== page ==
In general, people tend to be somewhat down on sweetener, seeing it as an alternative to sugar that really isn’t that much better. Sweeteners can often trigger the same insulin response and hunger pangs as sugar for instance and don’t do much to combat a sweet tooth. And this is not to mention the (inaccurate) health scares surrounding the likes of Aspartame…
But it seems there are some sugar alternatives that are safe from all this bad press. Enter: stevia. This is a sugar alternative that people seem to love and that apparently can solve all the world’s problems. And seeing as everyone now hates sugar – with many dangers now attributed to it – they’re now more popular than ever.
Then you have Splenda, which is less universally loved but which claims to offer many of the same benefits. So which is really the best alternative to sugar? There’s only one way to settle this… fight!
In the red corner we have Splenda. Splenda has been on the market now for 16 years and is made primarily from sucralose. It’s apparently completely calorie free but is still made from actual sugar. Its manufactured by McNeil Nutritionals who say the product isn’t natural but is pretty much as close to real sugar as it gets.
The idea according to McNeil is that Splenda isn’t metabolized by the body and thereby has no effect other than making food seem sweeter. The website also claims there are no known side effects and points to a lot of scientific studies to demonstrate this.
This is only partially accurate in reality however. Actually, Splenda is not completely eliminated by the body with a small amount being absorbed by the body. One study published in 2009 (1) found that this 15% of absorbed Splenda could negatively impact glutathione – the body’s ‘master’ antioxidant. This could potentially point to significant impacts on the health. What’s responsible for this issue? Chlorine! Which if you remember from swimming lessons, you’re not supposed to consume in vast amounts…
According to animal studies, Splenda may also impact on gut microflora, which could cause problems with digestion among other things.
Splenda may also have the unwanted effect of raising insulin. The basic idea here is that the body thinks you just consumed a large amount of sugar and so it responds by raising insulin to reduce blood sugar levels. This can then not only cause low blood sugar leading to snacking behavior but may also encourage lipogenesis AKA fat storage (2).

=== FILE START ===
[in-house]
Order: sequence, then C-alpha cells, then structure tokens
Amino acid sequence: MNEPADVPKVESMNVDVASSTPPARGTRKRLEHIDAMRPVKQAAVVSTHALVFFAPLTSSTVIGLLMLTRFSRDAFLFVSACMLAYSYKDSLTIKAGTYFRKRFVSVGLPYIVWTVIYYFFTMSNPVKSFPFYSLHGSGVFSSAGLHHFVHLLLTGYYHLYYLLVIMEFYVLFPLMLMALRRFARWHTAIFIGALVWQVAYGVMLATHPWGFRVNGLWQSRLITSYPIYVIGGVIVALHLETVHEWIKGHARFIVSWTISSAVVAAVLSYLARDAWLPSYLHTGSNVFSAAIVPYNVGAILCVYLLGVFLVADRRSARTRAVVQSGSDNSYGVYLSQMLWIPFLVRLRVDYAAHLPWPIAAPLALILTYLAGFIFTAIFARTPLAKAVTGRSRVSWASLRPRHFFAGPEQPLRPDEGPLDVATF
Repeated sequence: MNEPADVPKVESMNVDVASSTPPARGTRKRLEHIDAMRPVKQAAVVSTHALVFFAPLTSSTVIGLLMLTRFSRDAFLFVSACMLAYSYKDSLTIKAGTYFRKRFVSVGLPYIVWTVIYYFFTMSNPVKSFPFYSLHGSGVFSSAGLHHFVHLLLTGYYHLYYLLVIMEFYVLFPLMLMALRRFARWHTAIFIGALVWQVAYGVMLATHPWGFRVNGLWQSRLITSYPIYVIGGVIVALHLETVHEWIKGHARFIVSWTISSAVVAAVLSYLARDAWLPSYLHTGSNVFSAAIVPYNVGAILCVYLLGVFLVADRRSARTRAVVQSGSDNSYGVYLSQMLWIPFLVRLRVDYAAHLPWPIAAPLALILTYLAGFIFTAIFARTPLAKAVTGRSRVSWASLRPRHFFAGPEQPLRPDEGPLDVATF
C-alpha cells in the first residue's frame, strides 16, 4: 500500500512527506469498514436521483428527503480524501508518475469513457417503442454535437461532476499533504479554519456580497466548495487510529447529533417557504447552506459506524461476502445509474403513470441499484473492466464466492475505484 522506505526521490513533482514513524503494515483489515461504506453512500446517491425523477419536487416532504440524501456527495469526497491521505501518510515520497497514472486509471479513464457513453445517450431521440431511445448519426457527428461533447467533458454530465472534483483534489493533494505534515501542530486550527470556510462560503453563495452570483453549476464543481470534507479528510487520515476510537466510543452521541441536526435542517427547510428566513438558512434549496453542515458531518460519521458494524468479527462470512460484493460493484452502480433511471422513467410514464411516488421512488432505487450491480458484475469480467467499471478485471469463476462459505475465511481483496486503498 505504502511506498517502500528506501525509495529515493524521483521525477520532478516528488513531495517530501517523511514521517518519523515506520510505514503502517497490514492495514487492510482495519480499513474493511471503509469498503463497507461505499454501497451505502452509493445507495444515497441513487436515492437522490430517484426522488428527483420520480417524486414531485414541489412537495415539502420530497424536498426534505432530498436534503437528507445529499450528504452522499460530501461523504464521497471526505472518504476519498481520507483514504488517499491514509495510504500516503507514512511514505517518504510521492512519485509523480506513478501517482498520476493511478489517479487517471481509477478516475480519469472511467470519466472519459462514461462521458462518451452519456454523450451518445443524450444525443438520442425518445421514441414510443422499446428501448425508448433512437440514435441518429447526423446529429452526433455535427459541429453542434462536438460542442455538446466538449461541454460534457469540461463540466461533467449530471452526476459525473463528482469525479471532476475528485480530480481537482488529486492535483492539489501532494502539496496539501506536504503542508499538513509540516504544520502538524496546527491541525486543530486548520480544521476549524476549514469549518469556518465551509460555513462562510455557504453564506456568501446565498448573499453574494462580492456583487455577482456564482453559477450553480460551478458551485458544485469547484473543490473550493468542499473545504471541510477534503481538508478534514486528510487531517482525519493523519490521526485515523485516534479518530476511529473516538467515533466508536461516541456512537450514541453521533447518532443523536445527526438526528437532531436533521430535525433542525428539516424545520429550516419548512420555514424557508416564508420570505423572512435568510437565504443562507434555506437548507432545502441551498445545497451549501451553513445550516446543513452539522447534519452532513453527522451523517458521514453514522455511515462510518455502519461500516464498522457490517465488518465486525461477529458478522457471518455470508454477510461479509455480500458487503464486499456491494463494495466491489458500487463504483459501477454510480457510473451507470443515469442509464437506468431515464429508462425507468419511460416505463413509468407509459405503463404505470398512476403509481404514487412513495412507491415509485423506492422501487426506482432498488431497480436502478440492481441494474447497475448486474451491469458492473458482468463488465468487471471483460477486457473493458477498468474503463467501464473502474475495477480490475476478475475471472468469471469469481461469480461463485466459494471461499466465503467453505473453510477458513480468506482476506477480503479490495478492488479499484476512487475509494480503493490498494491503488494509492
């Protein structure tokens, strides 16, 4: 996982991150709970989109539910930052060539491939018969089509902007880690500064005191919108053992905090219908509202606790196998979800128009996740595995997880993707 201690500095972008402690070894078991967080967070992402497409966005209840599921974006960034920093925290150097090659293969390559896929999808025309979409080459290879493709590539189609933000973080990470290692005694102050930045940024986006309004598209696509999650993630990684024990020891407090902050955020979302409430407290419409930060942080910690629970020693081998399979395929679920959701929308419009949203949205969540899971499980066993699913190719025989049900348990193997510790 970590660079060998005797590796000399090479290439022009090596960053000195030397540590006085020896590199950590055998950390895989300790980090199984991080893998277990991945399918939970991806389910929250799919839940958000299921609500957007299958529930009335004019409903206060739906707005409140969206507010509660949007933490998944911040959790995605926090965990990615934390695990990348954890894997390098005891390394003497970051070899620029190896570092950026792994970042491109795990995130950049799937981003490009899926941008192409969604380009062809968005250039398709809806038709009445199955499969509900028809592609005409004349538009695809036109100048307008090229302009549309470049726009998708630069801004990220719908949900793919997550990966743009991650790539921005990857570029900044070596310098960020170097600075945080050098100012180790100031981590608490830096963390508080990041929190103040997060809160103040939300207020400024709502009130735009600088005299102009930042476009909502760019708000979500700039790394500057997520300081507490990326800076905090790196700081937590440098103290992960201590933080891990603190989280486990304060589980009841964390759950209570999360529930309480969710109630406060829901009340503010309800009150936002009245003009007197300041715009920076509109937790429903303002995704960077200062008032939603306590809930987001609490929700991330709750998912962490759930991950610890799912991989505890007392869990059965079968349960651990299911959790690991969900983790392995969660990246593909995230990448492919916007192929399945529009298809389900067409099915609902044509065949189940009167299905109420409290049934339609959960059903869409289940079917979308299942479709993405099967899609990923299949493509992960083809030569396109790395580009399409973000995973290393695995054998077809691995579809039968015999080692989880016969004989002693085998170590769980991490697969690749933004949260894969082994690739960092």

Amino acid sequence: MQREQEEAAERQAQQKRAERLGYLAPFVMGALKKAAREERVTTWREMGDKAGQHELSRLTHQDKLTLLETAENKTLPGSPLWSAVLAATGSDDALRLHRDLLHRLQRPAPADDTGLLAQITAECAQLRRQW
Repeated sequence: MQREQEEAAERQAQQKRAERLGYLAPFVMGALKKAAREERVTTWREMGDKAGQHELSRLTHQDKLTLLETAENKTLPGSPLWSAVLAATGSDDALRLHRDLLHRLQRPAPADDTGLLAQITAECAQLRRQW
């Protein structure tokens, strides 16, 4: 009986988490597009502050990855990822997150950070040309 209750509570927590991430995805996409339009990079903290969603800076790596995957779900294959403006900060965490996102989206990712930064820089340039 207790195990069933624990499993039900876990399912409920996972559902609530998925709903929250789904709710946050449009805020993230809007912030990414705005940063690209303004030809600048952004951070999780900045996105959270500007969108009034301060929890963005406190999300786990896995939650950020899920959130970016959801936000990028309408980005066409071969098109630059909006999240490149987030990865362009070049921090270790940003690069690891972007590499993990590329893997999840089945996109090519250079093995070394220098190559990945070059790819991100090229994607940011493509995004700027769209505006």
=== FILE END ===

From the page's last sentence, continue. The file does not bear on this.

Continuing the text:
Does this mean that Splenda is dangerous? Not necessarily. The substance was approved for use by the FDA in 1998 and there is currently no hard evidence that Splenda is ‘bad for you’ as such. Nevertheless, it’s clearly not as healthy as the manufacturers would have us believe and there is a slight risk when you’re consuming it.
The much better solution? Just stop having sugar in your tea altogether. Or take your chances with the 16 calories that come from one small spoon.
In the blue corner we have stevia, which is right away a little more appealing thanks to its genuinely natural status. Stevia is once again zero-calorie but this time comes from a plant (called the stevia, unsurprisingly) which has been consumed for over 200 years across South America. And despite being calorie free, it’s actually 400 times sweeter than table sugar.
Also unlike Splenda, stevia causes no problems with gut flora and doesn’t contain any chlorine. These are certainly good things.
In fact, some studies suggest that stevia may even be good for you, thanks to its ability to block inflammation, tumors and some harmful pathogens (3). It’s also highly versatile and so popular among bakers – it can be used in liquids, baked goods and processed foods alike.
Of course nothing is perfect though. For starters, it’s uncertain whether stevia triggers an insulin response in the same way as Splenda. There are a few small studies that suggest it doesn’t but none are large enough to provide any guarantee.
Likewise, there is also some concern around stevia derived products being marketed as natural when they’re in fact far from it. And while stevia is sweet, it still doesn’t taste quite like actual sugar. There’s more research that needs to be done into stevia too before we can conclude that it is completely safe.
The biggest danger with stevia though is the die-hard nature of some its fans who promote its benefits wholesale without pausing to consider potential drawbacks. It may have many benefits but nothing is perfect so just proceed with a little caution. Likewise, sugar might cause problems but it’s not completely evil either – it’s harmless and perfectly natural in small doses as with most things.
Certainly though, stevia is a more natural alternative when compared with Splenda and has far less troubling research surrounding it at this point. For that reason, we have to give this fight to stevia all the way.
If you must sweeten your food, consider either sugar or stevia. Leave Splenda out of it.